Eleventh Circuit Case Law Update: Ruhlen v. Holiday Haven Homeowners, Inc. Illustrates Just How Difficult it is to Appeal a Remand Order

Practitioners who litigate frequently in federal court already know the Herculean task of trying to appeal a remand order sending a removed case back to state court.  Typically, by express rule, a defendant has no appellate recourse if a district court remands a case.  Subject to extremely limited and specific exceptions, “[a]n order remanding a case to the State court from which it was removed is not reviewable on appeal or otherwise.”  28 U.S.C. § 1447(d) (emphasis added).  One such exception is under the Class Action Fairness Act, or CAFA, see 28 U.S.C. § 1332(d)(1).  CAFA provides circuit courts with discretionary appellate jurisdiction to review remand orders of putative class actions.  Id. § 1453(a), (c)(1).  But that jurisdiction is discretionary; “a court of appeals may accept an appeal” to review a district court’s decision to remand a class action.  Id. § 1453(c)(1) (emphasis added).  In such instances, a defendant must petition the circuit court within ten days and convince the court to accept the appeal.  Id.; see also Fed. R. App. P. 5.  In other words, rather than filing a notice of appeal, a defendant must file a request to appeal. 

As limited in application as that may sound, in Ruhlen v. Holiday Haven Homeowners, Inc., No. 21-900A22 (11th Cir. Mar. 9, 2022), the Eleventh Circuit recently explained the rule is even more rigid than that.  The facts of the case are not terribly relevant; only the procedural posture really is.  In Ruhlen, after being named defendants in a state-court class action, the defendants removed the action to the Middle District of Florida.  Id. slip op. at 1.  While in federal court, the plaintiffs amended their complaint, dropping their federal claims and adding other state-law claims.  Id. slip op. at 2.  Left without federal-question jurisdiction and with only state claims remaining, the district court sua sponte entered an order of remand.  Id.  Again, like the facts of the underlying dispute, the substantive reasons for remand are not terribly consequential here.  After the order of remand was entered, the defendants sought review of the district court’s sua sponte determination, petitioning the Eleventh Circuit for permission to appeal the remand order.  Id.  Without reaching the merits of the defendants’ arguments, the Eleventh Circuit denied the petition for lack of jurisdiction.  Id.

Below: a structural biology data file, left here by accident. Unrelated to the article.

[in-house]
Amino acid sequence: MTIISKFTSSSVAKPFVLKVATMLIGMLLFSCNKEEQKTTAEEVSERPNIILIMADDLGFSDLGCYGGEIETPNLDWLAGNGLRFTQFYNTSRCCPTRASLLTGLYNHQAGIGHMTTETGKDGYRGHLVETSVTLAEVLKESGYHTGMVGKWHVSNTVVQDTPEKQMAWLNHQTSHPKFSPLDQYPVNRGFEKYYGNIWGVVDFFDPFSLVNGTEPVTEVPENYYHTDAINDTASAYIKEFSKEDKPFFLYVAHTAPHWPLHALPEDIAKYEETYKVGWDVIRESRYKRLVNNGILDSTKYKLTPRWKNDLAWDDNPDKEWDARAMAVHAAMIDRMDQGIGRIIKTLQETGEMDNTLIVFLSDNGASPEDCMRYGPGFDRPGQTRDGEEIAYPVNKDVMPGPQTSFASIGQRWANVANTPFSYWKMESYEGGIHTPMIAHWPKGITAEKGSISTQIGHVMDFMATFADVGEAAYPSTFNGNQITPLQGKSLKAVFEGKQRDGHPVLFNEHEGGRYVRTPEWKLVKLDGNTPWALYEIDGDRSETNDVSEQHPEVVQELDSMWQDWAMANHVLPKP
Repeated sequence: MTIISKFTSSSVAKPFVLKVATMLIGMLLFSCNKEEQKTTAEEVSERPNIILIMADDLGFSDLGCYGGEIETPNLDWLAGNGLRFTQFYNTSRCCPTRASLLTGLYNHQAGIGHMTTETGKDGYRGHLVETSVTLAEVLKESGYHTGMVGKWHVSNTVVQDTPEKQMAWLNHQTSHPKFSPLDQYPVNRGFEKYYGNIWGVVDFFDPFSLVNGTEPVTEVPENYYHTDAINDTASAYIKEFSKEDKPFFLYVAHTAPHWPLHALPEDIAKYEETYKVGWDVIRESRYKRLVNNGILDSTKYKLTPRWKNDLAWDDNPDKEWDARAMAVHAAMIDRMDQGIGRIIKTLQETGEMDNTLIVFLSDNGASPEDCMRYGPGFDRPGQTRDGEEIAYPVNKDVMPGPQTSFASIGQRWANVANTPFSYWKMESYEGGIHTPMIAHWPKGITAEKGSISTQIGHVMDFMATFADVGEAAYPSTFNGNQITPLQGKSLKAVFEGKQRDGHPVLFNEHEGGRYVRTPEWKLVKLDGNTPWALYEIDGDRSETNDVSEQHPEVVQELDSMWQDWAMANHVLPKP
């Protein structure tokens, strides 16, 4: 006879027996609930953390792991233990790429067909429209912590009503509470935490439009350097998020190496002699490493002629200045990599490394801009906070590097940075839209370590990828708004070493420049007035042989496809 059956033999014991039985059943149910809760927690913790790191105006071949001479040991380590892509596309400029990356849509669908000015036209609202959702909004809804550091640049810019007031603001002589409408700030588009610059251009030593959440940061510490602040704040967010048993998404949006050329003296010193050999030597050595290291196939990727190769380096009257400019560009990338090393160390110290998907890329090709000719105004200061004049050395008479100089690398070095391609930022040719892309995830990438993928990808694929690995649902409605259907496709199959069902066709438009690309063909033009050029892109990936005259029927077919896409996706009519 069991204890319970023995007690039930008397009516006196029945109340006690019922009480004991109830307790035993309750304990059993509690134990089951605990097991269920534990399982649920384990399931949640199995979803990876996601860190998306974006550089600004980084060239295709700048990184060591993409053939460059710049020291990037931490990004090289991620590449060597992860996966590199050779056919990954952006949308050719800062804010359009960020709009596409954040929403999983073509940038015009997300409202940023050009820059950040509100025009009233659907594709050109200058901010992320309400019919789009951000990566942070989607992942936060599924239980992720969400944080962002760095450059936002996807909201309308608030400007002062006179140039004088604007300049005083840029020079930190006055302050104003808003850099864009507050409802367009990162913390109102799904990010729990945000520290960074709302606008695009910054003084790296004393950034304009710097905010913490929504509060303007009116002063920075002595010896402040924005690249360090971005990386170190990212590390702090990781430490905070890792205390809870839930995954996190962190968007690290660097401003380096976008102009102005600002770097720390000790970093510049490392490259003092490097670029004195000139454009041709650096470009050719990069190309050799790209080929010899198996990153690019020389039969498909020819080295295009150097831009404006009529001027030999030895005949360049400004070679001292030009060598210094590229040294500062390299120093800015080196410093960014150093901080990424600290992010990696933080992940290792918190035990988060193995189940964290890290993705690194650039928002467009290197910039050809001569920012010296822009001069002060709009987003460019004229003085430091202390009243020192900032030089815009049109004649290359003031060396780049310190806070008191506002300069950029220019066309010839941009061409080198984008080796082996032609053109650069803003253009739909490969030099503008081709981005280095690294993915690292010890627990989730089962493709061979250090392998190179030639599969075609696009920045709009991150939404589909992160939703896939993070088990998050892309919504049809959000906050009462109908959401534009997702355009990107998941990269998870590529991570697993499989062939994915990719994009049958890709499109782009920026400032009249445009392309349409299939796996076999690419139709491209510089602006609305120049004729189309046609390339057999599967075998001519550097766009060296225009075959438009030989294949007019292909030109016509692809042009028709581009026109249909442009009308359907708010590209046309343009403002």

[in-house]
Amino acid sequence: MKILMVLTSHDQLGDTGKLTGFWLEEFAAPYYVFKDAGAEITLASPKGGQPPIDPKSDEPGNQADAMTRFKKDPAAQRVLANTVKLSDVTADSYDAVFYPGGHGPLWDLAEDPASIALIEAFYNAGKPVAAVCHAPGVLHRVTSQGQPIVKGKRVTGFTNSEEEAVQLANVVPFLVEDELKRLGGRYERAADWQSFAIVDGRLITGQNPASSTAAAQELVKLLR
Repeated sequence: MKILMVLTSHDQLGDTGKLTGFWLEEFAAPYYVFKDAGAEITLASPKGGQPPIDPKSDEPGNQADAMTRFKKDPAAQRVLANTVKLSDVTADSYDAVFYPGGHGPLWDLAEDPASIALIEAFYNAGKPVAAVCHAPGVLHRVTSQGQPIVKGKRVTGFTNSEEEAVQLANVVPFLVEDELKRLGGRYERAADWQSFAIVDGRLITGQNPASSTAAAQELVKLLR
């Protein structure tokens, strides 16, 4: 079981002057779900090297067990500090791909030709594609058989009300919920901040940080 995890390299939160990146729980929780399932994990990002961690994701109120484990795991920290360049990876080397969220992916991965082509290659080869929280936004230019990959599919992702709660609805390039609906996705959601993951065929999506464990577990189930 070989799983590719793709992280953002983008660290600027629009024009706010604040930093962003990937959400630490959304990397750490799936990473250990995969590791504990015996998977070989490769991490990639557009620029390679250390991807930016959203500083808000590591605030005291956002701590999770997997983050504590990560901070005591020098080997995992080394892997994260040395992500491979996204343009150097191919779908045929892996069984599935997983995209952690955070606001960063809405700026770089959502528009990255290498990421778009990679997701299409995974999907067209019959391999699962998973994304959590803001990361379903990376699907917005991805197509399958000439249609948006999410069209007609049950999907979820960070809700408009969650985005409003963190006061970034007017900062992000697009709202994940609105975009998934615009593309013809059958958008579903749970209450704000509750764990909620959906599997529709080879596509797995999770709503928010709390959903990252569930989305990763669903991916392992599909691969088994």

The court focused on the precise language of the rule: “[A] court of appeals may accept an appeal from an order of a district court granting or denying a motion to remand a class action to the State court from which it was removed . . . .”  28 U.S.C. § 1453(c)(1) (emphasis added).  “Accordingly,” as the court framed it, to resolve its jurisdictional question, it was required to “decide whether the phrase ‘an order of a district granting or denying a motion to remand a class action’ covers a district court’s sua sponte remand order.”  Ruhle, No. 21-90022, slip op. at 4.  The court concluded it did not.  Id. slip op. at 5.  After discussing several dictionary definitions of the word “motion,” see id. slip op. at 4–5, the court found itself “constrained to conclude . . . that when a [district] court sua sponte orders a remand, it is not ‘granting’ its own ‘motion’ within the meaning of § 1453(c)(1).”  Ruhle, No. 21-90022, slip op. at 5.  (There is also a fascinating back-and-forth between the majority and Judge Rosenbaum’s dissent, where she assails the majority’s “hypertechnical” application of the rule and disagrees with the court’s holding because, in her opinion, it violates the “absurdity doctrine.”  It is definitely worth a read!)

What’s the bottom line?  Orders of remand are rarely appealable—even orders remanding class actions, which have a statutory exception.  And, under Ruhle, the permissive nature of petitioning a circuit court for appellate review applies only to orders that grant or deny a motion to remand.  If the district court sua sponte remands, the plaintiff remains without appellate recourse.

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